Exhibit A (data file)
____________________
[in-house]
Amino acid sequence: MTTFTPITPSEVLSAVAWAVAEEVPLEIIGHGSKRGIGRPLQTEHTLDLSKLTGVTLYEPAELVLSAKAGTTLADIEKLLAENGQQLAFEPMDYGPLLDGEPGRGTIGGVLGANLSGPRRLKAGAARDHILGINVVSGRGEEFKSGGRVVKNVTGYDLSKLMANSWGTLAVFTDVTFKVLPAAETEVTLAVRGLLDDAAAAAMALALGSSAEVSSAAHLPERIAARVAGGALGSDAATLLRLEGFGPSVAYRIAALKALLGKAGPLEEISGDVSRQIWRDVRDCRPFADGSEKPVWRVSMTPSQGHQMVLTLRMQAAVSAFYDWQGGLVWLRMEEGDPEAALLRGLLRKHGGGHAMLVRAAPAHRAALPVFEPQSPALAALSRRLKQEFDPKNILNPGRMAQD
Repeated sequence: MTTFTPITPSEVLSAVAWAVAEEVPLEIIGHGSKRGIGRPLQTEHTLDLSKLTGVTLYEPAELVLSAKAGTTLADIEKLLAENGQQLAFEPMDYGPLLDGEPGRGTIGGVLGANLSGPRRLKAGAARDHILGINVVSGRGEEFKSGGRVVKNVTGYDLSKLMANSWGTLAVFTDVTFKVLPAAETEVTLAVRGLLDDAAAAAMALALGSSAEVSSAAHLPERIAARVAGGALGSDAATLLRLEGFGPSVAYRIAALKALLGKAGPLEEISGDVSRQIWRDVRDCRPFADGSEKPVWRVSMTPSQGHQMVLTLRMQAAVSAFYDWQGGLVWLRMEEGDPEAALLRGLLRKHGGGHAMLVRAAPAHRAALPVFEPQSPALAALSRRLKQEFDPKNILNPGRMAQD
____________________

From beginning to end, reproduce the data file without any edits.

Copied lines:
[in-house]
Amino acid sequence: MTTFTPITPSEVLSAVAWAVAEEVPLEIIGHGSKRGIGRPLQTEHTLDLSKLTGVTLYEPAELVLSAKAGTTLADIEKLLAENGQQLAFEPMDYGPLLDGEPGRGTIGGVLGANLSGPRRLKAGAARDHILGINVVSGRGEEFKSGGRVVKNVTGYDLSKLMANSWGTLAVFTDVTFKVLPAAETEVTLAVRGLLDDAAAAAMALALGSSAEVSSAAHLPERIAARVAGGALGSDAATLLRLEGFGPSVAYRIAALKALLGKAGPLEEISGDVSRQIWRDVRDCRPFADGSEKPVWRVSMTPSQGHQMVLTLRMQAAVSAFYDWQGGLVWLRMEEGDPEAALLRGLLRKHGGGHAMLVRAAPAHRAALPVFEPQSPALAALSRRLKQEFDPKNILNPGRMAQD
Repeated sequence: MTTFTPITPSEVLSAVAWAVAEEVPLEIIGHGSKRGIGRPLQTEHTLDLSKLTGVTLYEPAELVLSAKAGTTLADIEKLLAENGQQLAFEPMDYGPLLDGEPGRGTIGGVLGANLSGPRRLKAGAARDHILGINVVSGRGEEFKSGGRVVKNVTGYDLSKLMANSWGTLAVFTDVTFKVLPAAETEVTLAVRGLLDDAAAAAMALALGSSAEVSSAAHLPERIAARVAGGALGSDAATLLRLEGFGPSVAYRIAALKALLGKAGPLEEISGDVSRQIWRDVRDCRPFADGSEKPVWRVSMTPSQGHQMVLTLRMQAAVSAFYDWQGGLVWLRMEEGDPEAALLRGLLRKHGGGHAMLVRAAPAHRAALPVFEPQSPALAALSRRLKQEFDPKNILNPGRMAQD